Between Wakayama and Osaka lay seventy kilometres of largely identical urban highway with an airport in the middle. The airport was important because that weekend, one of my best friends was getting married in Tokyo and I was in the wedding band.
Over the past couple of months, I’ve got so used to travel from one place to another having a certain pace that the combination of speed and disjointedness that air travel brings made my arrival back in Tokyo feel unreal. “I’m not really here,” I wrote on Facebook, hoping to make myself sound mysterious, but it really didn’t feel like I was there. How could I, when I’d been on an artificial island in Osaka Prefecture an hour previously?
My band were doing a set of Guided By Voices covers, and while we’re honest about being a tribute band, since no one in Japan knows who GBV are, people keep mistaking us for the most amazing songwriters anyway. This for me is always deeply embarrassing (seriously, guys, Robert Pollard makes about eight bazillion albums a year, so start anywhere – there’s no excuse for not knowing), which makes it all the more difficult for me to understand how some bands can be so thievingly unoriginal and happily lap up the credit. That’s the difference between a cover and a rip-off: not so much in the music as in the wrapping.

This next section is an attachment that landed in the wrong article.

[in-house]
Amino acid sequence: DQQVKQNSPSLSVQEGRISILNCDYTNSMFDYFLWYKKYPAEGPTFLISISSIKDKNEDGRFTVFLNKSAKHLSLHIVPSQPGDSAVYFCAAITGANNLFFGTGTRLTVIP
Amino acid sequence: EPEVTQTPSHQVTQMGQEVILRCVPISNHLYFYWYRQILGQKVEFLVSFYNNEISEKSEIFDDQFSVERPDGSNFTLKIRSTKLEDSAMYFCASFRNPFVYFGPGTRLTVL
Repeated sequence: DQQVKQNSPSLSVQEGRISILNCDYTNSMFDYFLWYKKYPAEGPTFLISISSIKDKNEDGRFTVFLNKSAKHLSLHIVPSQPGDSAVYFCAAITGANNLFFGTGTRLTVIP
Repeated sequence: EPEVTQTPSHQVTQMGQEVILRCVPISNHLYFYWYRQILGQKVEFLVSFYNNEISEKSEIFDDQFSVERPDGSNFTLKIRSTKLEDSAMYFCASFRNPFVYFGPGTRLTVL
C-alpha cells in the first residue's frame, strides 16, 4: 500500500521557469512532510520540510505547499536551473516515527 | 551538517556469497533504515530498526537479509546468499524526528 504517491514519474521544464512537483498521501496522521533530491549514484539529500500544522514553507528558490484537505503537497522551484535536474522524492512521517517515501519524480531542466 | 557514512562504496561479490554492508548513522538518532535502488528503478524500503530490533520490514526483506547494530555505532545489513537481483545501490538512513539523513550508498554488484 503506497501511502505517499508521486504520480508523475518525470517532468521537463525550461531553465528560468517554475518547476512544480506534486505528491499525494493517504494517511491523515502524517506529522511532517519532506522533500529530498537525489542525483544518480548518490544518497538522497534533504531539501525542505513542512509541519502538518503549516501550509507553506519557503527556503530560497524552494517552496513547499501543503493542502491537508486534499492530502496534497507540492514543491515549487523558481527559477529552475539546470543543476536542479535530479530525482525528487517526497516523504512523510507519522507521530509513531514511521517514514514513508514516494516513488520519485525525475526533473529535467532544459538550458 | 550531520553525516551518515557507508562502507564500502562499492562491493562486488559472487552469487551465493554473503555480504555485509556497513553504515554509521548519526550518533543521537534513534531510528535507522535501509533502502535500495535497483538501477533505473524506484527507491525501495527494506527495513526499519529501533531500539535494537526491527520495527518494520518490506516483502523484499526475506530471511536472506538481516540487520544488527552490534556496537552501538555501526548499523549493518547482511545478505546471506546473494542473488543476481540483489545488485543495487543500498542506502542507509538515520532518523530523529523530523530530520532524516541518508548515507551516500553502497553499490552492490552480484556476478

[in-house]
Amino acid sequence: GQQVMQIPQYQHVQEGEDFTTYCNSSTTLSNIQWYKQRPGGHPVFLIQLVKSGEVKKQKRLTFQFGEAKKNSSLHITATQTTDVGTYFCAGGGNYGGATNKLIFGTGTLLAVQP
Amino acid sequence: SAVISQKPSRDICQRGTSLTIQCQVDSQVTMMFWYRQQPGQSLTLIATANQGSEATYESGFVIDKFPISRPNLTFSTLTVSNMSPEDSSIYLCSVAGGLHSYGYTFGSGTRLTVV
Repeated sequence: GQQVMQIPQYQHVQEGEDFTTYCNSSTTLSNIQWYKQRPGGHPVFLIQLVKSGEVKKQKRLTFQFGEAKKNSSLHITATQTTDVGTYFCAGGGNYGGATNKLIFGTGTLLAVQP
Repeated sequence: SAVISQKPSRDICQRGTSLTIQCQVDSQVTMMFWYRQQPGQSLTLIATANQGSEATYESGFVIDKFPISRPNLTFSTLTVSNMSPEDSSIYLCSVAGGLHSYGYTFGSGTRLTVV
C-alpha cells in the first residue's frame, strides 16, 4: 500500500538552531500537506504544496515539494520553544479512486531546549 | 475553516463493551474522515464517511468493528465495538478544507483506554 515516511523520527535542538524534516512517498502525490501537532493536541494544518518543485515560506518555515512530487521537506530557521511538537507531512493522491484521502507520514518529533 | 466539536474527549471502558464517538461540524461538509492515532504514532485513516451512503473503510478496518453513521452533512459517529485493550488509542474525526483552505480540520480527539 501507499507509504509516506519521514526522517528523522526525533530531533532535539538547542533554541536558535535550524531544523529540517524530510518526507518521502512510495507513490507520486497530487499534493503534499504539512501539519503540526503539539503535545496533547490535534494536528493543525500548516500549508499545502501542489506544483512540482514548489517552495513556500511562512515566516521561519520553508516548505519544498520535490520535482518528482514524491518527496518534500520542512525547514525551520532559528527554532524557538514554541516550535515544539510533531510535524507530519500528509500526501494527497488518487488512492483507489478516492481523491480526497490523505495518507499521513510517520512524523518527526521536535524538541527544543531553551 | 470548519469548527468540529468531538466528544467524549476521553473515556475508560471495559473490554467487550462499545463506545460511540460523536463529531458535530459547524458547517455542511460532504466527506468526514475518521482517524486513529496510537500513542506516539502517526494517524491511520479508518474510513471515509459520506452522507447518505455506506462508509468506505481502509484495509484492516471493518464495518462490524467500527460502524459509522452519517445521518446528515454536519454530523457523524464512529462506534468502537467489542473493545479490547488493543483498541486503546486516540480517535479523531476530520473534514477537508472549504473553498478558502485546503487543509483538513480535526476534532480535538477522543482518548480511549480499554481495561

The wedding was between my Call And Response Records collaborator Shingo, who used to play bass in The Mornings – one of Tokyo’s best bands of the 21st Century so far – and his girlfriend Manami, so the party was full of musicians. “OK, guys, there’s a lot of very important people here, so look sharp: this is an audition!” is what no one said. “On the one hand, it’s the most important day of Shingo and Manami’s lives, but on the other hand we’re playing GBV songs, so how much do you think I should drink before going onstage?” was a better characterisation of the dilemma.
When you’re playing GBV songs, at one gig in every ten, you’ll accidentally encounter someone in the audience who’s a massive fan (the only kinds of people who exist in the world are massive GBV fans and people who’ve never heard of the band) and if you can chance upon one of those guys (it’s always guys), you’ve got the night sewn up. In our case there was one right in the front row, who’d had no idea what kind of band we were beforehand but whose eyes practically exploded out of their sockets when the opening notes of A Salty Salute started to roll out of Ryotaro’s bass. If you can play to just one person, their enthusiasm sometimes just ripples out into the rest of the crowd. Real places are the best. Fuck the Internet.
One of my friends who travels a lot asked me if after a while everywhere doesn’t just start to feel the same. He’s noticed that with far more international and exotic places, so within just one country you’d expect the feeling of homogeneity to be even stronger. It’s a difficult question to answer, because a lot of it depends on expectations, but it throws a new layer on something I’d been thinking about for a long time.